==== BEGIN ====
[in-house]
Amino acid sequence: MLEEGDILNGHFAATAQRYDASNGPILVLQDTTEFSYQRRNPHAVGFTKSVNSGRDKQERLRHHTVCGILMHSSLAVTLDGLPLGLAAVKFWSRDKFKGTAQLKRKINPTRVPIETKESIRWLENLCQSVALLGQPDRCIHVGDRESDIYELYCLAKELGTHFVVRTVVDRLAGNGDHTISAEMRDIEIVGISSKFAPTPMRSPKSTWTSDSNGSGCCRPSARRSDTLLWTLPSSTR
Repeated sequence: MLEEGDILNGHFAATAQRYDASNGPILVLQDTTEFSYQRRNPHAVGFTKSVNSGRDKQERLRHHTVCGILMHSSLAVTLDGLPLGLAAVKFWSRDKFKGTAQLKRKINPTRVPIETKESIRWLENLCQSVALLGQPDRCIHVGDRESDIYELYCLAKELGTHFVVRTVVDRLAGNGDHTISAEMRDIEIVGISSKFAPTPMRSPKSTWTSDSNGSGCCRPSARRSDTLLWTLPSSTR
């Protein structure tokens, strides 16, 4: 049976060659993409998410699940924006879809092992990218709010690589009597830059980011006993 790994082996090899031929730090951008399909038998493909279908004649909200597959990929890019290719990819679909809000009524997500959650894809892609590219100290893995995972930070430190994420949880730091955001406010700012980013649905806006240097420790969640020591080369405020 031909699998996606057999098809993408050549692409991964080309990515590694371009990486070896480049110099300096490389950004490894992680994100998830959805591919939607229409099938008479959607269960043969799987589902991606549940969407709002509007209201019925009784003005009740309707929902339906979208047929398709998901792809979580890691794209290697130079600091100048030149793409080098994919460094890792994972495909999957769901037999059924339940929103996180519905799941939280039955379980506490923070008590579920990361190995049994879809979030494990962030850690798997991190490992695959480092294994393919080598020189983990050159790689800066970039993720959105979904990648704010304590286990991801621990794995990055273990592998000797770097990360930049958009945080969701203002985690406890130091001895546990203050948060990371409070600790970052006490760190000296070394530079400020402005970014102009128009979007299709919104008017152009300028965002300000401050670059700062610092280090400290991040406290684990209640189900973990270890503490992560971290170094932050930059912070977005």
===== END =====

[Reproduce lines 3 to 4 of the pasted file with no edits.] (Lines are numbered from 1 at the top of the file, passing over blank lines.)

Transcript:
Repeated sequence: MLEEGDILNGHFAATAQRYDASNGPILVLQDTTEFSYQRRNPHAVGFTKSVNSGRDKQERLRHHTVCGILMHSSLAVTLDGLPLGLAAVKFWSRDKFKGTAQLKRKINPTRVPIETKESIRWLENLCQSVALLGQPDRCIHVGDRESDIYELYCLAKELGTHFVVRTVVDRLAGNGDHTISAEMRDIEIVGISSKFAPTPMRSPKSTWTSDSNGSGCCRPSARRSDTLLWTLPSSTR
């Protein structure tokens, strides 16, 4: 049976060659993409998410699940924006879809092992990218709010690589009597830059980011006993 790994082996090899031929730090951008399909038998493909279908004649909200597959990929890019290719990819679909809000009524997500959650894809892609590219100290893995995972930070430190994420949880730091955001406010700012980013649905806006240097420790969640020591080369405020 031909699998996606057999098809993408050549692409991964080309990515590694371009990486070896480049110099300096490389950004490894992680994100998830959805591919939607229409099938008479959607269960043969799987589902991606549940969407709002509007209201019925009784003005009740309707929902339906979208047929398709998901792809979580890691794209290697130079600091100048030149793409080098994919460094890792994972495909999957769901037999059924339940929103996180519905799941939280039955379980506490923070008590579920990361190995049994879809979030494990962030850690798997991190490992695959480092294994393919080598020189983990050159790689800066970039993720959105979904990648704010304590286990991801621990794995990055273990592998000797770097990360930049958009945080969701203002985690406890130091001895546990203050948060990371409070600790970052006490760190000296070394530079400020402005970014102009128009979007299709919104008017152009300028965002300000401050670059700062610092280090400290991040406290684990209640189900973990270890503490992560971290170094932050930059912070977005």